In June 1950, Jim graduated from Bucknell University, Lewisburg, PA, where he participated in many sports. He was captain of the 1950 varsity track team and belonged to Sigma Chi Fraternity. Jim was employed by the United States Steel Corporation in the Homestead District Works near Pittsburgh where for a short time he worked in the Metalurgical Department and got to see Harry Montgomery, a member of the Evans Crew who also worked in this department. He was transferred to the Industrial Engineering Department and worked in open hearths, reheating pits, rolling mill, structural mill, plate mill, finishing mill, wheel and axle division, and the Central Wharf. During this time, he saw groups of Japanese businessmen touring the facility who later put US Steel out of business. In 1957, Jim married his wife, Gloria, of Lynchburg, VA, and went to work for the then-brand-new General Electric Co. Communications Department as an Industrial Engineer. He was one of the first to be hired at the facility. In 1965, Jim moved to Lewisburg, PA, where he was employed by the JPM Company, located in Lewisburg. JPM is a manufacturer of Wire and Cable Assemblies with several other plants in this country and one in Mexico. He retired in 1995 after 44 years of employment. Jim and Gloria have two sons, Don Cross and James R. Pangburn.

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Leo F. Peters

Blanche Peters writes of her husband, who died of cancer in 1992: “We were living on Mare Island [Mare Island, CA where the Evans was decommissioned] when the war ended. When the ship was hit, he was one of the sailors on board to help bring it back to the states. Leo had a choice of going on to communication school, but during the time he had to make up his mind, the war ended and he was ready to come home.

“Leo did enjoy his navy life and living on Mare Island was quite a change for a little country school teacher. We did enjoy our time there and I was able to meet several of his friends.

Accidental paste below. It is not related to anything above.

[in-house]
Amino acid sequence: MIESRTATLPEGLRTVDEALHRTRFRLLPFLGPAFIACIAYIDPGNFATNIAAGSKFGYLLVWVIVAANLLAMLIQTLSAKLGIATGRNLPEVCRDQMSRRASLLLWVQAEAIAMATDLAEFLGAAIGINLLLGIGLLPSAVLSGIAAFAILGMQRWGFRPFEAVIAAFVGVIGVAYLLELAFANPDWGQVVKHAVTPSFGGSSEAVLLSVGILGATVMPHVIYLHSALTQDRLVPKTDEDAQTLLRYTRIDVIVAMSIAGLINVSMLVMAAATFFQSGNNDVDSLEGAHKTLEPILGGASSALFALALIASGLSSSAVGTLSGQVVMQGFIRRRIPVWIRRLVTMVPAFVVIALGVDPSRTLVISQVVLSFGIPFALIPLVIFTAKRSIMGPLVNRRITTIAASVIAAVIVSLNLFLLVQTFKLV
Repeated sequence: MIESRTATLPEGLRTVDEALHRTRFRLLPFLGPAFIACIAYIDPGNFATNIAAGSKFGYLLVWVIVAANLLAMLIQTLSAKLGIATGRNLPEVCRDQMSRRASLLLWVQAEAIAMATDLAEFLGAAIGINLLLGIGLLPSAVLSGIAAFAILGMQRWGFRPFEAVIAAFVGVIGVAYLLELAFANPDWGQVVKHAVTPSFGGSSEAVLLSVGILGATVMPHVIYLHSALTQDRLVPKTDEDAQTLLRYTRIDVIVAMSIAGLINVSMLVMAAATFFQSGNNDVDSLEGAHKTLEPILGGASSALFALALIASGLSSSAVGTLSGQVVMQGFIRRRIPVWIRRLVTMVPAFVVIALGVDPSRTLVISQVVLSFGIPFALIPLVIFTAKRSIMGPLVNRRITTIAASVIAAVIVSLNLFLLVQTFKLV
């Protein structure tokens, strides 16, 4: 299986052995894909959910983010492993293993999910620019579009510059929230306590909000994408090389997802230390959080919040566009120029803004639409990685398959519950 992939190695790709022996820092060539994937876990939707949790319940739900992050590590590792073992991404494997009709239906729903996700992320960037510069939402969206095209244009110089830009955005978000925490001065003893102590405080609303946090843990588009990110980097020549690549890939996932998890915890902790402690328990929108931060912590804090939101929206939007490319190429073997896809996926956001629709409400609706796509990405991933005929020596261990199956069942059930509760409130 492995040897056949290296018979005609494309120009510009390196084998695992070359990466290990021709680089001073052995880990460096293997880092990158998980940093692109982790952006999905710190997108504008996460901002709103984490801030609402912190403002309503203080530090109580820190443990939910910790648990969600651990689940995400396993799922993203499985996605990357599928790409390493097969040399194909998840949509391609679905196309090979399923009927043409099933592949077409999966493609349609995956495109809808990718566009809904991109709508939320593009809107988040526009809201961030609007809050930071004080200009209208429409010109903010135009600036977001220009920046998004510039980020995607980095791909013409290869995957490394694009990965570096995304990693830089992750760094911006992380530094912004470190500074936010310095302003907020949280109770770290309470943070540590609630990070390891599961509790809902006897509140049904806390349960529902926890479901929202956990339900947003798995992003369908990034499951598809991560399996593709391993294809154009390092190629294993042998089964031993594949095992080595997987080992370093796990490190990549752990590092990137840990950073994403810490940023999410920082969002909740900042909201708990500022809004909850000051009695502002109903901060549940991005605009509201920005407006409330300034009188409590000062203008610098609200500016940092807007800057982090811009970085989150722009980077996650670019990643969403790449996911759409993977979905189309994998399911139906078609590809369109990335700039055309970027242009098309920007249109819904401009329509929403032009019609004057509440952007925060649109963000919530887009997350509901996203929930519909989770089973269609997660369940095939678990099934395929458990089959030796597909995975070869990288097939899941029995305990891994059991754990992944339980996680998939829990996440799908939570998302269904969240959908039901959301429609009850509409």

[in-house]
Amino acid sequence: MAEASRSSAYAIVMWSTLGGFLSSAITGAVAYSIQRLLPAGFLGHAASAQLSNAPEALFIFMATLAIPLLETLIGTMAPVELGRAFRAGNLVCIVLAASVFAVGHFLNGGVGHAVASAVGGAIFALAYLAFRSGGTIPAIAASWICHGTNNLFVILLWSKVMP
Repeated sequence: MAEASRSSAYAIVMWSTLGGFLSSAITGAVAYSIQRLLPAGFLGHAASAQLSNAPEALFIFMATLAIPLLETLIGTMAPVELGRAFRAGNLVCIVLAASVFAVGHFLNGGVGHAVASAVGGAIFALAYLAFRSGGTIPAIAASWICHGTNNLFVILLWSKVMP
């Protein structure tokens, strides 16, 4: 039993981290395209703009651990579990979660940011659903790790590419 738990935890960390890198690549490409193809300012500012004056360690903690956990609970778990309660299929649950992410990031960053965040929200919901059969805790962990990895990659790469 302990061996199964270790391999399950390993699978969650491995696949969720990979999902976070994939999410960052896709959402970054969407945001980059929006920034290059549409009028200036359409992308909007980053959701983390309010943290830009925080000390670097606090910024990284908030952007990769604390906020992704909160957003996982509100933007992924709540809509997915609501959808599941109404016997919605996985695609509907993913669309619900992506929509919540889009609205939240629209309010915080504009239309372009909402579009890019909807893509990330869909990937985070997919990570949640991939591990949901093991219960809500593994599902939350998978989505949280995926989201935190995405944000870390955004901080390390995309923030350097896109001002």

“Shortly before he got out of the Navy, Leo grew a beard. We didn't recognize him as he got off the train with a group of sailors.

“Leo picked up his discharge papers at St. Louis, MO, and we returned to Trenton, MO. We bought a house here and Leo went to work for Perry Electrical Service, thanks to the navy for the schooling he received at Perdue University and Edison Electric.

“Leo worked for this business a full year. During this time an idea kept growing in his mind that we could run a business of our own. This idea kept growing until sometime in 1954 he resigned and Peters Electric and Refrigeration Service was started. He returned to school for more refrigeration knowledge at Hilyard Technical School. He spent two years here going to school at night and working during the day. This was a busy, busy time for us as we were the parents of four children, but it was a very happy time. As I look back, I don't know who we got it all done, but we did. Later on, Leo sent our son and one of the men that worked for him to Hilyard so they could get their certification in refrigeration.”

“In 1968, the teacher of the refrigeration school (Chillicothe Technical School) quit in the middle of the year and the board came to ask Leo if he would finish the school term for them. He finally decided to help them out and stayed for four more years. Our son managed the business during this time with Leo figuring the contracts and Lee bossing the crew. Leo also helped with service calls during the evening. Leo finally came to the conclusion that being shut in four walls wasn't his cup of tea and resigned, returning to the business full time where he remained until his death on January 25, 1992.